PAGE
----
The department introduced a Summer School in computing in 1950, but a Report noted that it dealt only with "programming", rather than the general theory of the numerical methods which were programmed. The department first taught the Cambridge Diploma in Numerical Analysis and Automatic Computing ("automatic computing" being what would now be called "computer science") from 1953, although this was not an undergraduate degree course. This was a one-year course, and it would be considered a conversion MSc course in modern parlance. The introduction of this graduate course was motivated by a University of Cambridge Mathematics Faculty Board Report on the "demand for postgraduate instruction in numerical analysis and automatic computing" without which "the application to scientific research of the machines now being built will be hampered". It was noted that the Diploma would include theoretical and practical work, and also instruction about the various types of "computing-machine" and the principles of design on which they were based." It was also stated that with only a few students initially, no extra staff would be needed. In its final version, the Diploma was a 10-month course, evaluated two-thirds on examination and one-third on a project dissertation. Most of the examined courses were shared by the second year ("Part IB") of the undergraduate Computer Science Tripos course. There were some additional lectures specifically for the Diploma students, and four of the third year undergraduate ("Part II") lecture courses were also included. There were three grades of result from the Diploma: distinction (roughly equivalent to first class honours), pass (equivalent to second or third class honours), and fail. The Diploma attracted students with degrees in mathematics, science and engineering. At its peak, there were 50 students on the course. However, UK government (EPSRC) funding was withdrawn in 2001, and student numbers then dropped dramatically. In 2007, the University took the decision to withdraw the Diploma at the end of the 2007-08 academical year, after 55 years of service.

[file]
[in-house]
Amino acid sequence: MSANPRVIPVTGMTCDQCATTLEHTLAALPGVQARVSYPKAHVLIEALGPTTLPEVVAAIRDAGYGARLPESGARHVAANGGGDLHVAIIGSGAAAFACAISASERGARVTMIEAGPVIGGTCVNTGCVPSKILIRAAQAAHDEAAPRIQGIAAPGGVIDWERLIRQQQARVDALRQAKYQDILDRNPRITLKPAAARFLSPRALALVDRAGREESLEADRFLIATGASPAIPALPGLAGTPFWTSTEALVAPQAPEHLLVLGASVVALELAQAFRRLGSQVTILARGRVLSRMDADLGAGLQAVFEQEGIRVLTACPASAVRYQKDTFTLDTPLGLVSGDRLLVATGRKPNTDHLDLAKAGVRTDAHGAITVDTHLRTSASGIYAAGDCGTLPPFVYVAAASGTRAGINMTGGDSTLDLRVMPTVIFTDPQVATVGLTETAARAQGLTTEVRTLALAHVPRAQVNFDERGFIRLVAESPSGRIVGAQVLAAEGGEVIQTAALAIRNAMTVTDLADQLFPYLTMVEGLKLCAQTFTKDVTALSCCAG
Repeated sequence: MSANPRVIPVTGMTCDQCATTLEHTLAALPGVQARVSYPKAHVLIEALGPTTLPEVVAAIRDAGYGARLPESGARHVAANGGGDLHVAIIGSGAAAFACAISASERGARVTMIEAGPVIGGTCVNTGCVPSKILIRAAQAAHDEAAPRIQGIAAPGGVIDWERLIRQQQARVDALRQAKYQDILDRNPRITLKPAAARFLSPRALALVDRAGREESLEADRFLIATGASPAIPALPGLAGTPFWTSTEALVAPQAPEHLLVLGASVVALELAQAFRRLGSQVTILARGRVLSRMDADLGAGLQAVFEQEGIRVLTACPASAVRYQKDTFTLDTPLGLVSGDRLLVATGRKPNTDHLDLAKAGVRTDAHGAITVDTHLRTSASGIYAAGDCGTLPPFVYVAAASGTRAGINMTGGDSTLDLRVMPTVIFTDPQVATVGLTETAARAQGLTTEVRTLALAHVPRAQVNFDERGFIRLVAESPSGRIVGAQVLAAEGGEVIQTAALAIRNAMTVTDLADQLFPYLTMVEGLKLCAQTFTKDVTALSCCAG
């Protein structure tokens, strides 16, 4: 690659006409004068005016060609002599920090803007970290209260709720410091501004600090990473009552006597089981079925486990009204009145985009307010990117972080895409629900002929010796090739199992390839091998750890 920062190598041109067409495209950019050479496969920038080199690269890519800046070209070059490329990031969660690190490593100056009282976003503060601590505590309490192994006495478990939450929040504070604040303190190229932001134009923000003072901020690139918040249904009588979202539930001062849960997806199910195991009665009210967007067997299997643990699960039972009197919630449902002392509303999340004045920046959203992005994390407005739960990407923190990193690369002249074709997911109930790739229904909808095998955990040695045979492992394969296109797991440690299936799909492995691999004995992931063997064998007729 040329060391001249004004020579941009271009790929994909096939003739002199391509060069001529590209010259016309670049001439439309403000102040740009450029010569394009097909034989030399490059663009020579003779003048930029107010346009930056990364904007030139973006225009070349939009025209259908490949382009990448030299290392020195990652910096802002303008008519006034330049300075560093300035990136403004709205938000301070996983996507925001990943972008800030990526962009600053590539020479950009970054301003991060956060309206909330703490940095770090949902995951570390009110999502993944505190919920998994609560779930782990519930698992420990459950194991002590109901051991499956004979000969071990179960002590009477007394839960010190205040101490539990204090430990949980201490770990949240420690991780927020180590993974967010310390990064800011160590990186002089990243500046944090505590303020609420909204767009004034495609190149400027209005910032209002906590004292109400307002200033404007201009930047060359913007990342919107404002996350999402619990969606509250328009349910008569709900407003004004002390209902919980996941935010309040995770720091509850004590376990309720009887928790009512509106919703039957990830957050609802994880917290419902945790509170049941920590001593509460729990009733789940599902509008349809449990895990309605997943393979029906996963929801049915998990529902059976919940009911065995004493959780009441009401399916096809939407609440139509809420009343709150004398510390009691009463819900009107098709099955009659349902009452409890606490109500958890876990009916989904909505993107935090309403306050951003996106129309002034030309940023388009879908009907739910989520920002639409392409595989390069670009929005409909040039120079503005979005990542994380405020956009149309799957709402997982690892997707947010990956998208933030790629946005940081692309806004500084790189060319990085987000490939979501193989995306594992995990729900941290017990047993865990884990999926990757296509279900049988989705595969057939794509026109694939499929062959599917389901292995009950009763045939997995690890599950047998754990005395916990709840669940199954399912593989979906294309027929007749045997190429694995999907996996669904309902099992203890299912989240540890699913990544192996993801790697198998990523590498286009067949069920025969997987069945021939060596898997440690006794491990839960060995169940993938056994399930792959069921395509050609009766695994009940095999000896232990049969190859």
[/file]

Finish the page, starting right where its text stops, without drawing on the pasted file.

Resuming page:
In 1951 a film was made of EDSAC 1, and Wilkes, Wheeler, and Gill published the world's first book on programming, The preparation of programs for an electronic digital computer (Addison-Westley 1951). The department inspired the world’s first business computer LEO I, developed by LEO and based on EDSAC 1, which began operation in 1951. Wilkes' paper On the best way to design an automatic calculating machine introduced the idea of microprogramming and bit-slicing. Work also began on EDSAC 2, with a grant from Nuffield Foundation.

In 1952 magnetic tapes were introduced experimentally for EDSAC 1, and there was continuing development of programs and methods e.g. hash tables, recursion with stack, program labels, and Fourier transforms.

In 1953 the Diploma course was started (see above) and there was heavy use of EDSAC 1 for (among other subjects) theoretical chemistry, X-ray molecular biology, numerical analysis, atmospheric oscillations, and early work on radioastronomy. A Priorities Committee was established for the approval of computing projects and resource allocation.

During 1956 - 57 EDSAC 1.5 (with the small control matrix) was running, and in 1958 this was replaced by EDSAC 2, the first microprogrammed and bitsliced computer. On 11.07.58 EDSAC 1 was shut down. EDSAC 2 used fast paper tape for I/O, and magnetic tapes. A small number of basic library subroutines were wired into a ROM.